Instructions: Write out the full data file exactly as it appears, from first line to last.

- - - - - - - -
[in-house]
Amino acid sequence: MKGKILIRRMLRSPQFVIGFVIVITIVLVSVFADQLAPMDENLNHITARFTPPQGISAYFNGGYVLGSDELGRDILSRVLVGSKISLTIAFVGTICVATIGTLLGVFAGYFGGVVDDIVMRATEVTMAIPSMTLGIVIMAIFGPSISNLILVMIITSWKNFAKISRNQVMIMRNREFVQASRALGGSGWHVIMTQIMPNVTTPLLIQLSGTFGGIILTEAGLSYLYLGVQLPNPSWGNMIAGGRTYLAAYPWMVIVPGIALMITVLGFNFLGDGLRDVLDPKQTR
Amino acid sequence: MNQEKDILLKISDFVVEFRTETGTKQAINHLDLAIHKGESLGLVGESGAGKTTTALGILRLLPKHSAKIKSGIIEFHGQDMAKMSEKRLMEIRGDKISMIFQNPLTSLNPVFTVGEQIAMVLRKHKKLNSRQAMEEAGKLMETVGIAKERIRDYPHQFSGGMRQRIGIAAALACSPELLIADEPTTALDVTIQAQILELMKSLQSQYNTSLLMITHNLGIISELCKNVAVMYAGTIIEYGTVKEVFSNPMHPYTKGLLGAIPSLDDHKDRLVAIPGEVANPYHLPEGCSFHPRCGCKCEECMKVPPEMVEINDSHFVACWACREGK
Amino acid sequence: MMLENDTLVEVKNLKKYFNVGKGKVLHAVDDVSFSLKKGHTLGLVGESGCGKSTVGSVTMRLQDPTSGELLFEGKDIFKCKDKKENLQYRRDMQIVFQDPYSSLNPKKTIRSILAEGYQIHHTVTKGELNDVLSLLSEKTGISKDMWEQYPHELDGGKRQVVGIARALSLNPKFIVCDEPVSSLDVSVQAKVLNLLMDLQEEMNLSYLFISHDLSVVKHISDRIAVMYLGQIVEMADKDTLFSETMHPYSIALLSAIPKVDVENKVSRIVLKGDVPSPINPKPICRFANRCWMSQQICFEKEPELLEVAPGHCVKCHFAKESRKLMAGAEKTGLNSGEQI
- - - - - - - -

[in-house]
Amino acid sequence: MKGKILIRRMLRSPQFVIGFVIVITIVLVSVFADQLAPMDENLNHITARFTPPQGISAYFNGGYVLGSDELGRDILSRVLVGSKISLTIAFVGTICVATIGTLLGVFAGYFGGVVDDIVMRATEVTMAIPSMTLGIVIMAIFGPSISNLILVMIITSWKNFAKISRNQVMIMRNREFVQASRALGGSGWHVIMTQIMPNVTTPLLIQLSGTFGGIILTEAGLSYLYLGVQLPNPSWGNMIAGGRTYLAAYPWMVIVPGIALMITVLGFNFLGDGLRDVLDPKQTR
Amino acid sequence: MNQEKDILLKISDFVVEFRTETGTKQAINHLDLAIHKGESLGLVGESGAGKTTTALGILRLLPKHSAKIKSGIIEFHGQDMAKMSEKRLMEIRGDKISMIFQNPLTSLNPVFTVGEQIAMVLRKHKKLNSRQAMEEAGKLMETVGIAKERIRDYPHQFSGGMRQRIGIAAALACSPELLIADEPTTALDVTIQAQILELMKSLQSQYNTSLLMITHNLGIISELCKNVAVMYAGTIIEYGTVKEVFSNPMHPYTKGLLGAIPSLDDHKDRLVAIPGEVANPYHLPEGCSFHPRCGCKCEECMKVPPEMVEINDSHFVACWACREGK
Amino acid sequence: MMLENDTLVEVKNLKKYFNVGKGKVLHAVDDVSFSLKKGHTLGLVGESGCGKSTVGSVTMRLQDPTSGELLFEGKDIFKCKDKKENLQYRRDMQIVFQDPYSSLNPKKTIRSILAEGYQIHHTVTKGELNDVLSLLSEKTGISKDMWEQYPHELDGGKRQVVGIARALSLNPKFIVCDEPVSSLDVSVQAKVLNLLMDLQEEMNLSYLFISHDLSVVKHISDRIAVMYLGQIVEMADKDTLFSETMHPYSIALLSAIPKVDVENKVSRIVLKGDVPSPINPKPICRFANRCWMSQQICFEKEPELLEVAPGHCVKCHFAKESRKLMAGAEKTGLNSGEQI